Nakul and I also brushed aside the important question of whether an appropriate government function should be conducted by the federal government, a state government, or a local government. We also paid little attention to the question of whether a state or local government function should be funded at the state or local level or wholly or partially through the use of federal revenues. We also left to another day the issue of whether an appropriate government function should be funded through user fees, income taxes, consumption taxes, sales taxes, or some other one or more of the seemingly infinite collection of taxes that exists in the modern public arena.
Our discussion when I replied to Nakul's email that pointed me to the Wall Street Journal op-ed piece that I critiqued on Monday. I commented that the piece presented "regurgitated arguments" and mentioned the possibility of the post that I did in fact write and publish Monday. I noted that one flaw was "that the op-ed argues for a low rate on the deferred stuff, which is not as beneficial to Joe as a low(er) rate on the current (wage) income." Nakul responded, "Personally, I think the answer is a lower marginal tax rate on income for everyone who pays taxes, followed by a lower tax rate on capital gains. This should be financed by massive cuts in needless and/or wasteful government programs. But I doubt that will happen." Interestingly, in his last email, Nakul noted that I had "convinced" him on the capital gains issue. That leaves, however, the proposition that there can be "massive cuts in needless and/or wasteful government programs."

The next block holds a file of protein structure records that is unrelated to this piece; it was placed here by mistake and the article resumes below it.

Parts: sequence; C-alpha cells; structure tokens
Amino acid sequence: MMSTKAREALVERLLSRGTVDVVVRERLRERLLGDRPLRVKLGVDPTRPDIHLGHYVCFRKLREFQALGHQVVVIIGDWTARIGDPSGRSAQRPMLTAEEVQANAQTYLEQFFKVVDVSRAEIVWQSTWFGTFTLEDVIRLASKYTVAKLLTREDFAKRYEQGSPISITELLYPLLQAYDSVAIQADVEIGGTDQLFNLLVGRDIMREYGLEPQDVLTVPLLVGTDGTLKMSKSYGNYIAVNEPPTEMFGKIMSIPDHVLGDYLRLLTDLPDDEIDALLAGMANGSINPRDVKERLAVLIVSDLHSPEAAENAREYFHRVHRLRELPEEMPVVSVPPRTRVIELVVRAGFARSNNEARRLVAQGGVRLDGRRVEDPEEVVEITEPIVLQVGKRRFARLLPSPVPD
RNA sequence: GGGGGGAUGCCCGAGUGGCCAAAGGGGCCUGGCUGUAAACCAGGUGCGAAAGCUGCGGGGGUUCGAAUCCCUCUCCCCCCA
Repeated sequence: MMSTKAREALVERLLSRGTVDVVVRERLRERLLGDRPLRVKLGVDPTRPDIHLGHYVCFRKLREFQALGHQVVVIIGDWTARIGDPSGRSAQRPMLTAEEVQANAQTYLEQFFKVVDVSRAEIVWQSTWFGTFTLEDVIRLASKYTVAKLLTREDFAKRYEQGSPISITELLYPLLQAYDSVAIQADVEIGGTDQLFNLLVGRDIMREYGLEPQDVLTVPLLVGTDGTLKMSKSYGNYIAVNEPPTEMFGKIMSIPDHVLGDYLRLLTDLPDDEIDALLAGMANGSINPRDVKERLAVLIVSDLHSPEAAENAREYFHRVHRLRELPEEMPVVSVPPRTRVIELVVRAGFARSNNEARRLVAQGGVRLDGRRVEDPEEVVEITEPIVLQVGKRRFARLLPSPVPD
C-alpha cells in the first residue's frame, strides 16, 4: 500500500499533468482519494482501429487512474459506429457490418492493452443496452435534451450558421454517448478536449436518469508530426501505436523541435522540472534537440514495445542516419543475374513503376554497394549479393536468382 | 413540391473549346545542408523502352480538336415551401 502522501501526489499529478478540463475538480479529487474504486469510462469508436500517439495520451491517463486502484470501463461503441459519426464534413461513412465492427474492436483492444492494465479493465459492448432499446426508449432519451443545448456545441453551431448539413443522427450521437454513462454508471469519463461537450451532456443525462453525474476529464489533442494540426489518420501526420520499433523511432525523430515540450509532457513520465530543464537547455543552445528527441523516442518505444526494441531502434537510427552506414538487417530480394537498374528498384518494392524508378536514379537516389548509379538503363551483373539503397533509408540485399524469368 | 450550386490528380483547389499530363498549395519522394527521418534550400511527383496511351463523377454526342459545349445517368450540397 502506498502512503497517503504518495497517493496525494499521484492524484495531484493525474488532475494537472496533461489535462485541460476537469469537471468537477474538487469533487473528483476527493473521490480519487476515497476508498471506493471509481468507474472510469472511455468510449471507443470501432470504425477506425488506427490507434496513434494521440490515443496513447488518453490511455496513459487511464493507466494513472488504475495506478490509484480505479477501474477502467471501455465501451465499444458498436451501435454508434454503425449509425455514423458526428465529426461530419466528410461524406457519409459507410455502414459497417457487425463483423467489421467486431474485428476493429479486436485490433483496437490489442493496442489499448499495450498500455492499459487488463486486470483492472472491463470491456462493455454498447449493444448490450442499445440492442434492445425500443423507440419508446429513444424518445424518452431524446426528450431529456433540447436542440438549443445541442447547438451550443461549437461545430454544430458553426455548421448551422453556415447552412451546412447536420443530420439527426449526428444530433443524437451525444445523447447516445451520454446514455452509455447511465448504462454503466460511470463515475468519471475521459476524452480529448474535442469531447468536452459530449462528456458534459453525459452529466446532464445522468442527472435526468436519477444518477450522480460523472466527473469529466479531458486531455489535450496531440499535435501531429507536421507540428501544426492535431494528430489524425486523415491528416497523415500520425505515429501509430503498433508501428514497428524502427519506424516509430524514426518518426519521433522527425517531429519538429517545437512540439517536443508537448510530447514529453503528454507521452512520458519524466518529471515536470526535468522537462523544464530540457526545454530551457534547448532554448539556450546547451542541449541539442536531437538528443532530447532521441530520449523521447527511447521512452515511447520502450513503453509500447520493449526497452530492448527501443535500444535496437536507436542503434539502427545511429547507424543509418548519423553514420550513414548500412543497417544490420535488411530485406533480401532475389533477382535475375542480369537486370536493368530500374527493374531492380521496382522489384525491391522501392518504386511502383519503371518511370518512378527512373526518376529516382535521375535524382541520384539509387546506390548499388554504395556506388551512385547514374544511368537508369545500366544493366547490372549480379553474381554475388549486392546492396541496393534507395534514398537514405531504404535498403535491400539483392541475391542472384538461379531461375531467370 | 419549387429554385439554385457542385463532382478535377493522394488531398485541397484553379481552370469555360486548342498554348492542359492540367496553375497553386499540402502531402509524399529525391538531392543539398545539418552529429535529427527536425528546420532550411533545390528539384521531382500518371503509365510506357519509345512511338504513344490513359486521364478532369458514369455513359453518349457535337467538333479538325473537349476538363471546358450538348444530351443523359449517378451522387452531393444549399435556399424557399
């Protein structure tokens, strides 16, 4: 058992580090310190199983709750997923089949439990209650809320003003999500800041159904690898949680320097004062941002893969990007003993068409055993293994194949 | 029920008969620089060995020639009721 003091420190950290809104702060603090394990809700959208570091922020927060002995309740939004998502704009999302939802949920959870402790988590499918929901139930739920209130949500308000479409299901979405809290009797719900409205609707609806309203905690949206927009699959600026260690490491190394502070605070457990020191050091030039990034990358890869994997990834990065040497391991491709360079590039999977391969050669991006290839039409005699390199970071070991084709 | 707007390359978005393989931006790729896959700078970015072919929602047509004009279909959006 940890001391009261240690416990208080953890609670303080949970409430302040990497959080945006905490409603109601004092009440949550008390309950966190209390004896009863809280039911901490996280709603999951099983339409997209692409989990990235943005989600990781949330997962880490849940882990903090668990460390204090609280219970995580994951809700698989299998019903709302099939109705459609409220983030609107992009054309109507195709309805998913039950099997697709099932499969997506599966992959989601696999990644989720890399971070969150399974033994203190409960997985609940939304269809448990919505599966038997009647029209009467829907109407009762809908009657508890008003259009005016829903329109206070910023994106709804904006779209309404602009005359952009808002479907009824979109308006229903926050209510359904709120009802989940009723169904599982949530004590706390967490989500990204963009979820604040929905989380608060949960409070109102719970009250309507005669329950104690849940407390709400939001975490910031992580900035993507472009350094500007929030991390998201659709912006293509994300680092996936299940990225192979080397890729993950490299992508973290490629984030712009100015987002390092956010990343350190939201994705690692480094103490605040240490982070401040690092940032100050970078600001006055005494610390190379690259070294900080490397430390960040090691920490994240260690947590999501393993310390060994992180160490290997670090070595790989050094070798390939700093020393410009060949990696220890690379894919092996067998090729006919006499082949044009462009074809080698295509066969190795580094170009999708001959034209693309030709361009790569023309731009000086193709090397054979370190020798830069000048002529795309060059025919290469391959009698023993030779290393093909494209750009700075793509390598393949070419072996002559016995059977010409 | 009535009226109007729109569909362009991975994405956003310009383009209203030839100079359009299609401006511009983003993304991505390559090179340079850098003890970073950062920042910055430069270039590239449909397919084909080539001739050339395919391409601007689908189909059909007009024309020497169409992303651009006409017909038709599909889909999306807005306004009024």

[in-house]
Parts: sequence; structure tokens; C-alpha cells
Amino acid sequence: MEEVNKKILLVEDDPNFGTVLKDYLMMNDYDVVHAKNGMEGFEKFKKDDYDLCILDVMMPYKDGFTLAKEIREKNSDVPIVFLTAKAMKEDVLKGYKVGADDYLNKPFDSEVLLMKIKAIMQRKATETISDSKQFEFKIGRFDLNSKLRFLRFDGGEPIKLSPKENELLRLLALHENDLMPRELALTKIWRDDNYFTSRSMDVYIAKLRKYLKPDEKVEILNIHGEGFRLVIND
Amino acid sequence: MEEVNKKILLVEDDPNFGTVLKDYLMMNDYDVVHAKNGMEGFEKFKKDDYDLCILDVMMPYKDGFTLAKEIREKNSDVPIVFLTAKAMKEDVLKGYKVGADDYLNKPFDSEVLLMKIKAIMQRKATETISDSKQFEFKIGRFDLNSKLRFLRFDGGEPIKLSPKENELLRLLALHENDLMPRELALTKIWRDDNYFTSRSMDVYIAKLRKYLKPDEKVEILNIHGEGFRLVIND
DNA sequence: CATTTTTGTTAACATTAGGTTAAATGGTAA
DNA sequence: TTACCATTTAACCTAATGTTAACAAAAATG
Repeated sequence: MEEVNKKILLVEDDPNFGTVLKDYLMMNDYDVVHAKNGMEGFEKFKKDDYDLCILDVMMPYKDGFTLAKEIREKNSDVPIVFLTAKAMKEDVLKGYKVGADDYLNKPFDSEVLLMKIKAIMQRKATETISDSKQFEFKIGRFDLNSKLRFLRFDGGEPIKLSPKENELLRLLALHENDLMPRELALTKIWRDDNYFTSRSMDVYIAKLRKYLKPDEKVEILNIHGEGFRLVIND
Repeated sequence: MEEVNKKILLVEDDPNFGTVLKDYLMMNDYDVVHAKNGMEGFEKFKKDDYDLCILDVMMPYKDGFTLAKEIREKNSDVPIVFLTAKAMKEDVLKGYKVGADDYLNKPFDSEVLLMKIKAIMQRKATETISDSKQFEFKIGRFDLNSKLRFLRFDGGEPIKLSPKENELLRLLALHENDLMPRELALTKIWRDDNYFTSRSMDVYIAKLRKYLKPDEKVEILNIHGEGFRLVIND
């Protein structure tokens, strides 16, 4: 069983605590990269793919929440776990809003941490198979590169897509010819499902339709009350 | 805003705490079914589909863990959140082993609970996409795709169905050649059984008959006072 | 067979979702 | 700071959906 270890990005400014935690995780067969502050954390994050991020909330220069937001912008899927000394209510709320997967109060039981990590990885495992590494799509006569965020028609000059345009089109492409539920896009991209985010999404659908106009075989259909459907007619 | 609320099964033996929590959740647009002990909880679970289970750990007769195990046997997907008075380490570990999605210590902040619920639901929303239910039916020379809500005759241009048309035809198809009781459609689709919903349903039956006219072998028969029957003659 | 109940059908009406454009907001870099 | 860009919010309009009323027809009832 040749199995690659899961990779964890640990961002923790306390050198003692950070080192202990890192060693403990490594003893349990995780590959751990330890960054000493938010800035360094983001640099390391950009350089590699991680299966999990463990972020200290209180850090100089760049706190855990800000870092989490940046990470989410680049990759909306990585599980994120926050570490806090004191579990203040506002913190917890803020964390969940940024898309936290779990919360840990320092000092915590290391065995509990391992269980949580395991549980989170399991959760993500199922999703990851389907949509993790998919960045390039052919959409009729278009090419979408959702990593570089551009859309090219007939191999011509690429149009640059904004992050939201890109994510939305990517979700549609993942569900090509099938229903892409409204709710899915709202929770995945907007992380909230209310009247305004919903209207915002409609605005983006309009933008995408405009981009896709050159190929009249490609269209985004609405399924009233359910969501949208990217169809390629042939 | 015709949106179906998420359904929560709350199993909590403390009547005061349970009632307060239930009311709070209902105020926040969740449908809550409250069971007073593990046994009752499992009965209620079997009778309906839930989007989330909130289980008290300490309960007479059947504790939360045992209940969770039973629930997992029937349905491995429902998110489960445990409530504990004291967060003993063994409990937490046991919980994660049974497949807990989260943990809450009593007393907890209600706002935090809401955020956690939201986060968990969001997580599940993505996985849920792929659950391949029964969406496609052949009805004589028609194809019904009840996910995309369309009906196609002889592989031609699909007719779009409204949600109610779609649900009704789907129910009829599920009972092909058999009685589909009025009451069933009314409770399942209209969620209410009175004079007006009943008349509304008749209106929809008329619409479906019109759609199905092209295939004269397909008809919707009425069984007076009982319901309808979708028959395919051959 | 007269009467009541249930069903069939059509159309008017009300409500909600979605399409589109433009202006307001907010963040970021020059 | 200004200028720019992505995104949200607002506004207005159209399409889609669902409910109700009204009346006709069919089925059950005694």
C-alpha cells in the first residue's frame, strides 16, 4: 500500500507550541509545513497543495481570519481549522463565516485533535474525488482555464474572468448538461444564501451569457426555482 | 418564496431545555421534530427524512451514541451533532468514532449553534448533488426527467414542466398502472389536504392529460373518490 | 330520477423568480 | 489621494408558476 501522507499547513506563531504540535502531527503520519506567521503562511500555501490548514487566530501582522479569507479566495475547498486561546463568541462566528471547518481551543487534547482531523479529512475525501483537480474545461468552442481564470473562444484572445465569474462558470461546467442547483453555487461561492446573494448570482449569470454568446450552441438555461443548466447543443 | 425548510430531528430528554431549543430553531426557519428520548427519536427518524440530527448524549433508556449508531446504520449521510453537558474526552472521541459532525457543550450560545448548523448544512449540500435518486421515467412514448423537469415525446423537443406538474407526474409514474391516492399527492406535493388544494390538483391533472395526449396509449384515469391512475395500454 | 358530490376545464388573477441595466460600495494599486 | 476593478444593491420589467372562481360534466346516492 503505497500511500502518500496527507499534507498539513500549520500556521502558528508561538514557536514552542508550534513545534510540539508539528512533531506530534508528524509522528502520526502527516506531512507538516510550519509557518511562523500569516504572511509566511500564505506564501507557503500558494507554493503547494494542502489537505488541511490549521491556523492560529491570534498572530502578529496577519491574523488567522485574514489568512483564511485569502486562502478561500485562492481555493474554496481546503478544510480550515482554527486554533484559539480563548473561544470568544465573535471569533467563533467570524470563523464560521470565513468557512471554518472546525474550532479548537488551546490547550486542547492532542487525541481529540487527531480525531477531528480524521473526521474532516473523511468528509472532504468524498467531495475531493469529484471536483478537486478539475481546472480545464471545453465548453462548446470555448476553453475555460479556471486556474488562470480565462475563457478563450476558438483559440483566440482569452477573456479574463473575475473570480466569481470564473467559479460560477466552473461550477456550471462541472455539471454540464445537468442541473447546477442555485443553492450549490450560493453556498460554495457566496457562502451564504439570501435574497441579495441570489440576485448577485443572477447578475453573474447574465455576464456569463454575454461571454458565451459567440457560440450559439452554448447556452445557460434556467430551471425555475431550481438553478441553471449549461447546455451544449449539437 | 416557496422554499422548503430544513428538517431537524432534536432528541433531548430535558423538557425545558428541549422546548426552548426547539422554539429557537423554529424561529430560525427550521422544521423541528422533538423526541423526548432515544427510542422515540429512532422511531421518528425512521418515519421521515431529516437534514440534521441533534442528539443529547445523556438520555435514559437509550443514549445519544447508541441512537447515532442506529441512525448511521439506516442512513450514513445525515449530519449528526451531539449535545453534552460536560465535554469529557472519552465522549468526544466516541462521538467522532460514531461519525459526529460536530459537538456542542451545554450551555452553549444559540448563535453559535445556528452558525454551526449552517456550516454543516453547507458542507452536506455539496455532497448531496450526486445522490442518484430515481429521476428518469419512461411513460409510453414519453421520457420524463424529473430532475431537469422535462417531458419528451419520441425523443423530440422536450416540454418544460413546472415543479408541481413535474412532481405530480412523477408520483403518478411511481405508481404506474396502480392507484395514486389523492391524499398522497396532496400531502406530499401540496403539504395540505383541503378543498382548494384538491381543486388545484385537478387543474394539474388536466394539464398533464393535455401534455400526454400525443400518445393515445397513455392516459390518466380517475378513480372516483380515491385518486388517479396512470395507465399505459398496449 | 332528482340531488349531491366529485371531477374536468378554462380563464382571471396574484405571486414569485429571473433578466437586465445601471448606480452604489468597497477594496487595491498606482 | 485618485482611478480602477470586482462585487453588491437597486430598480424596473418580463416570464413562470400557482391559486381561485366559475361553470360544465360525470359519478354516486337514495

So I challenged Nakul: " I'd be interested in your candidates for spending reductions and the amounts to be cut (so we could then figure out how much of a tax cut could be implemented)." Nakul's response was philosophical:
In terms of "what is that something" that we should limit government spending to, I think that requires a philosophical/political argument as to what is the role of a government in a free society. I submit that the only proper role of government is the protection of individual rights - which means that the government has a monopoly over the use of physical force. Thus a government in a free society should be limited to a police force to protect individuals from criminals, a military to protect us from foreign invaders (or terrorists) and a court system so that we can resolve disputes (and seek damages for torts) and protect our intellectual property. Other than that, I don't really see much of a role for government. As the Declaration of Independence says (I'm paraphrasing): governments are instituted among men to secure these interests. A society where a government doesn't have a monopoly over the use of physical force is anarchy. A society where the government has a monopoly over the use of physical force, but does not recognize individual rights, is a dictatorship. A proper society must have both: (1) Government monopoly over the use of physical force; and (2) a clear and unequivocal recognition of individual rights. America is the first nation to ever attempt this.In turn, I posed this question to Nakul: